The More Loving One
A Walk After Dark
Chorus: Doom is dark and deeper . . .
First things First
Alonso to Ferdinand

Argo RG184



Poems introduced and read by W. H. Auden




Poets in Public: W. H. Auden and Stevie Smith introducing and reading their own poems

883 - 4R



International Poetry Festival, Purcell Room reading "Fleet Visit" (BBC LP32037)




Selected Poems by Wystan Hugh Auden
Read by the Poet

The Wanderer*
Alonso to Ferdinand
The Shield of Achilles
A Walk After Dark
"O where are you going?" . . .*
Now the leaves are falling fast
Jumbled in one common box
If I could tell you*
When rites and melodies begin
River Profile*
Cattivo Tempo
Fleet Visit
On the Circuit
After Reading a Child's Guide to Modern Physics*
The Cave of Making
(Titles marked * also occur on the following disc)

Spoken Arts
SA 999



The Spoken Arts Treasury of 100 Modern American Poets, Vol. 9 (See above)

Spoken Arts
SA 1048



Poetry International `69
Josef Weinheber (1892-1945)
A New Year Greeting
Song of the Ogres
Epistle to a Godson
After Reading a Child's Guide to Modern Physics




Auden at 65




Auden in London (Poetry International `72)
(BBC MT 41336)




The Modern British Poets: W. H. Auden (introduced by Peter Porter)




In the series: Contemporary Poets Reading their own Work; recorded at Christ Church, Oxford

The Aliens
Unpredictable but Providential
A New Year Greeting
Jumbled in one common box . . .
The Fall of Rome
When rites and melodies begin . . .
My dear one is mine . . .
Prologue at 60
August, 1968

BBC no. 1960



Poetry Now (Introduction: George Macbeth)




Poetry International '73 (BBC T41346)



Released 1976

Yeats and Auden
(Auden material taken from BBC T29741)

A306 OU 24

Speaker (Lectures, discussions etc.)


Discussion with Christopher Isherwood of The Ascent of F6

BBC 12119-20



Talk on conditions in China (BBC LP 24741)




"On Writing Poetry Today" - third lecture in the series "The Dyer's Hand" (BBC LP 24269 - 70)




Discussion of Shakespeare's sonnets
Part 1
Part 2




Tradition and the New: Nowness and Permanence (BBC LP 30578)




Discussion with Peter Sadler about Auden's libretto for Henze's The Bassarids and the problems of librettists (BBC T3065)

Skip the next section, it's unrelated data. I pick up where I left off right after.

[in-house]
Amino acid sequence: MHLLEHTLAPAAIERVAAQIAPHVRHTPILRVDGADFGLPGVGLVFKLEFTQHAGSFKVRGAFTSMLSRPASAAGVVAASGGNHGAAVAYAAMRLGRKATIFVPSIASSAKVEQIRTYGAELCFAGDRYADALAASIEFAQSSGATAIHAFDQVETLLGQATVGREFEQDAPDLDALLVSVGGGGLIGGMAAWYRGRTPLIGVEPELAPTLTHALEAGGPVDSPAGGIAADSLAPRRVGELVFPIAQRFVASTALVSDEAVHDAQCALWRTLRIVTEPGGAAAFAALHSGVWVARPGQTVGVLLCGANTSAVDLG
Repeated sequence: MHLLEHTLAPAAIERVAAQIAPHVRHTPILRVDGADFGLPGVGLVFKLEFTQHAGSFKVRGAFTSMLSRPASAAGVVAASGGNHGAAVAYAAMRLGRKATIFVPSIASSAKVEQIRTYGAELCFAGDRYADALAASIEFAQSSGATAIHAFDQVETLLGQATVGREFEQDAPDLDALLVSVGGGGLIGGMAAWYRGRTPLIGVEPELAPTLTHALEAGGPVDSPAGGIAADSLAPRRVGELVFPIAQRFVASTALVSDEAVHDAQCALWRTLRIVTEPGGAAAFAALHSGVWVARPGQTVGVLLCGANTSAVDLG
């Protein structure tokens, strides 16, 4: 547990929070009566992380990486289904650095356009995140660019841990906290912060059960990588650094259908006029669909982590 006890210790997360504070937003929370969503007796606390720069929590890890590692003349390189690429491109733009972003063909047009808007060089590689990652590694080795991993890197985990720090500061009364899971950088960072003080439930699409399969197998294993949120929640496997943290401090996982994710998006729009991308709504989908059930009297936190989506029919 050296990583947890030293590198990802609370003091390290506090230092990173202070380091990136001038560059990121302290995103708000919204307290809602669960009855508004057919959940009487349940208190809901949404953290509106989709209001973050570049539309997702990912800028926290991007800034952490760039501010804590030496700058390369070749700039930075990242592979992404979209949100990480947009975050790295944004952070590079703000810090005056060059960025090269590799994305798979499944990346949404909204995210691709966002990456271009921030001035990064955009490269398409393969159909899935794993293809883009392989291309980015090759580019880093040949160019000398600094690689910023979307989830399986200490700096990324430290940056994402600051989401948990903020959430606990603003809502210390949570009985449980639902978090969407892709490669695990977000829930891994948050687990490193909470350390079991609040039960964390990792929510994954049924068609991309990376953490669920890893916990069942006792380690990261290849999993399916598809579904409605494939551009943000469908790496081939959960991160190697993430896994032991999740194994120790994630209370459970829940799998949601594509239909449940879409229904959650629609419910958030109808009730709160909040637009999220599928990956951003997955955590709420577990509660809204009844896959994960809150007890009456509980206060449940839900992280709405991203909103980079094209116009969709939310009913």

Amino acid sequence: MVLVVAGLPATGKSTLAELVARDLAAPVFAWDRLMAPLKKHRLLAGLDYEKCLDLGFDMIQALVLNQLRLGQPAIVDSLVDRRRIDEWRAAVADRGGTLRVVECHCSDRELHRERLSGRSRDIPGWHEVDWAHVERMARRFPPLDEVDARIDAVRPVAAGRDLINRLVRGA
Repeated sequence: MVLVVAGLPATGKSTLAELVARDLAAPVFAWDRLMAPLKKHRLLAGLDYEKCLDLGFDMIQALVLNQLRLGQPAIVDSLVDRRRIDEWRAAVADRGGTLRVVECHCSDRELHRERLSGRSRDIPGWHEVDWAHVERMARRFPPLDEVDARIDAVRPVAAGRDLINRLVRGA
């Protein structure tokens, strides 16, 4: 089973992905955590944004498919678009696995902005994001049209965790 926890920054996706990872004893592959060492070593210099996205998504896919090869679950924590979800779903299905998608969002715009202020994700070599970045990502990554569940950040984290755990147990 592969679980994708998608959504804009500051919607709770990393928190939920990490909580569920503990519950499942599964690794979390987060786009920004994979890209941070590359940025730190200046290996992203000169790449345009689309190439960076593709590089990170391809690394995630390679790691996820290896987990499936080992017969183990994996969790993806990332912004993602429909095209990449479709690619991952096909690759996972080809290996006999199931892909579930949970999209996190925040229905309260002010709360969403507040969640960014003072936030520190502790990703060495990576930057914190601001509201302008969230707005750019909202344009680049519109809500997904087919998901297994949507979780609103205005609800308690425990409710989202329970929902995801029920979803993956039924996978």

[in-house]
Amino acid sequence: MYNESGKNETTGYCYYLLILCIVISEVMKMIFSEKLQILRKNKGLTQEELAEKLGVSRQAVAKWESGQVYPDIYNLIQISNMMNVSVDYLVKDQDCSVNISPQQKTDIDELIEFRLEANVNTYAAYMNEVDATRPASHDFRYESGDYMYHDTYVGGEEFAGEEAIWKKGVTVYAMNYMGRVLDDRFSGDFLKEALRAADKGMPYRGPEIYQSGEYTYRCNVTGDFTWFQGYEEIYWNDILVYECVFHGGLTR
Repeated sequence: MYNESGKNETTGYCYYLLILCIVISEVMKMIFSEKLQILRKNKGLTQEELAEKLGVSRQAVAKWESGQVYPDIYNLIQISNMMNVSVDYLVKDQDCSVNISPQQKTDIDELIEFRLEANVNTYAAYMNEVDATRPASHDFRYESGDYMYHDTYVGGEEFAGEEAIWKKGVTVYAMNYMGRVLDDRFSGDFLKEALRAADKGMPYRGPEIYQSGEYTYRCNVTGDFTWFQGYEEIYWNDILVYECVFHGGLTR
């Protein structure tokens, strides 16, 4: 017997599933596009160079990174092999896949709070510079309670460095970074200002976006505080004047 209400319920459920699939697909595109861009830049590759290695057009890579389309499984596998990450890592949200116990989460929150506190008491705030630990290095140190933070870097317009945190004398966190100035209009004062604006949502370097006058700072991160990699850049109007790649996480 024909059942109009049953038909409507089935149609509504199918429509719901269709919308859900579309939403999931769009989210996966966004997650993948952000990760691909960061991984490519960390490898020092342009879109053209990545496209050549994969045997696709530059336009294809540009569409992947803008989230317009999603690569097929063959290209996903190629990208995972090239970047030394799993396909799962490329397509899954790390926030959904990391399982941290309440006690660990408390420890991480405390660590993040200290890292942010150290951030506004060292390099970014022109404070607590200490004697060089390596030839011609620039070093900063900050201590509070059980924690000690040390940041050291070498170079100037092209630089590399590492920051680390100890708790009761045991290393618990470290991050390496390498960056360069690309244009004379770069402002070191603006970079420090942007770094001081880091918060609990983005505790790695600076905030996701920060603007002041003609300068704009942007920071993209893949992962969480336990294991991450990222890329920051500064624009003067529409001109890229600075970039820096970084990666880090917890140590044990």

T.S. Eliot Memorial Lectures: "Secondary Worlds - Art and Truth" (BBC T31489):

1. The Martyr as Dramatic Hero
2. The Saga Hero, or Epic and Social Realism
3. The Mythical World of Opera
4. Words and the Word




Discussion of music with Hans Keller




Larkin at 50 - A Birthday Tribute




Interview from PM with Christopher Blount

BBC LP 35426



Tennyson, 80 Years On: Discussion with Christopher Ricks and Hallam Tennyson (BBC T36478)


Other Recordings (Auden as author or subject)


The Ascent of F6 (BBC MX 16850-5)
A version with substantial cuts but using Britten's music




The Dark Valley (BBC LP 26205)




The Dog Beneath the Skin

942 - 4W



Stephen Spender: Tribute to Auden




Celebration of Auden's 60th Birthday




C. Day-Lewis: Reminiscences of Auden

BBC LP 32418



Paid on Both Sides - A Charade




Five American Poets - lecture by Robert Lowell including consideration of "Circe", "Loneliness", and "Lullaby"




Musical setting of four Auden poems by Peter Dickinson sung by Meriel Dickinson: "Look, stranger", "Eyes look into the well", "Carry her over the water", "What's on your mind" I




Tribute to W. H. Auden at Riverside Studios:
Stephen Spender reading from Auden's work and answering audience questions about his friend's life and career, followed by a performance of The Sea and the Mirror, directed by Simon Usher

T6351R &
7654 W&R



Stephen Spender reading Auden's poems at the National Poetry Centre




The Ascent of F6




W. H. Auden Society reading at the National Poetry Centre - readings by John Fuller, Andrew Motion, Stephen Spender, Gavin Ewart, Peter Porter, and Roy Fuller. Introduced by Charles Monteith.


Note: Numbers prefaced with "N" refer to the Bloomfield and Mendelson Bibliography.

The National Sound Archive also holds various recordings of operas for which Auden wrote the libretti (Britten's Paul Bunyan, Stravinsky's, The Rake's Progress and Henze's Elegy for Young Lovers, The Bassarids, and Moralities), all of which may be traced under their respective composers' names in our general catalogue.